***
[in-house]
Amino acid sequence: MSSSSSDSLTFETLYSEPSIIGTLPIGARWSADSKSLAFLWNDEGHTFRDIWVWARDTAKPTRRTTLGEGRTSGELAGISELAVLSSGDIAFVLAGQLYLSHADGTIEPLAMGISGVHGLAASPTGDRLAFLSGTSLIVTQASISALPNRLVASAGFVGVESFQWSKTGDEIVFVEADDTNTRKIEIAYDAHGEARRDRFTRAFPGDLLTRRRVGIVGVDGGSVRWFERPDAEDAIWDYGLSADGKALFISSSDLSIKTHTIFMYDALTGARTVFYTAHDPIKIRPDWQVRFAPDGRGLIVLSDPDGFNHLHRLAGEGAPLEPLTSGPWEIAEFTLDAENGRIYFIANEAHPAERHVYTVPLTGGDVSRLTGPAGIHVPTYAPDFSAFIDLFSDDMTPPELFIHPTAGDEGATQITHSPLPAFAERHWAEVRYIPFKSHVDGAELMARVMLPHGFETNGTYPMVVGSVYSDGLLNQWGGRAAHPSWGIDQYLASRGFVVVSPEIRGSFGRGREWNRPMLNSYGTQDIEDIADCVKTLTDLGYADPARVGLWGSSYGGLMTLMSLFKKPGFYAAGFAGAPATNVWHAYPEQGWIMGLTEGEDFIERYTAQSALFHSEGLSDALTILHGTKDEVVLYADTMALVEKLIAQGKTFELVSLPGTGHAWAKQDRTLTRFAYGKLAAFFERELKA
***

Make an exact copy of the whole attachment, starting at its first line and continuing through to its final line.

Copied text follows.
[in-house]
Amino acid sequence: MSSSSSDSLTFETLYSEPSIIGTLPIGARWSADSKSLAFLWNDEGHTFRDIWVWARDTAKPTRRTTLGEGRTSGELAGISELAVLSSGDIAFVLAGQLYLSHADGTIEPLAMGISGVHGLAASPTGDRLAFLSGTSLIVTQASISALPNRLVASAGFVGVESFQWSKTGDEIVFVEADDTNTRKIEIAYDAHGEARRDRFTRAFPGDLLTRRRVGIVGVDGGSVRWFERPDAEDAIWDYGLSADGKALFISSSDLSIKTHTIFMYDALTGARTVFYTAHDPIKIRPDWQVRFAPDGRGLIVLSDPDGFNHLHRLAGEGAPLEPLTSGPWEIAEFTLDAENGRIYFIANEAHPAERHVYTVPLTGGDVSRLTGPAGIHVPTYAPDFSAFIDLFSDDMTPPELFIHPTAGDEGATQITHSPLPAFAERHWAEVRYIPFKSHVDGAELMARVMLPHGFETNGTYPMVVGSVYSDGLLNQWGGRAAHPSWGIDQYLASRGFVVVSPEIRGSFGRGREWNRPMLNSYGTQDIEDIADCVKTLTDLGYADPARVGLWGSSYGGLMTLMSLFKKPGFYAAGFAGAPATNVWHAYPEQGWIMGLTEGEDFIERYTAQSALFHSEGLSDALTILHGTKDEVVLYADTMALVEKLIAQGKTFELVSLPGTGHAWAKQDRTLTRFAYGKLAAFFERELKA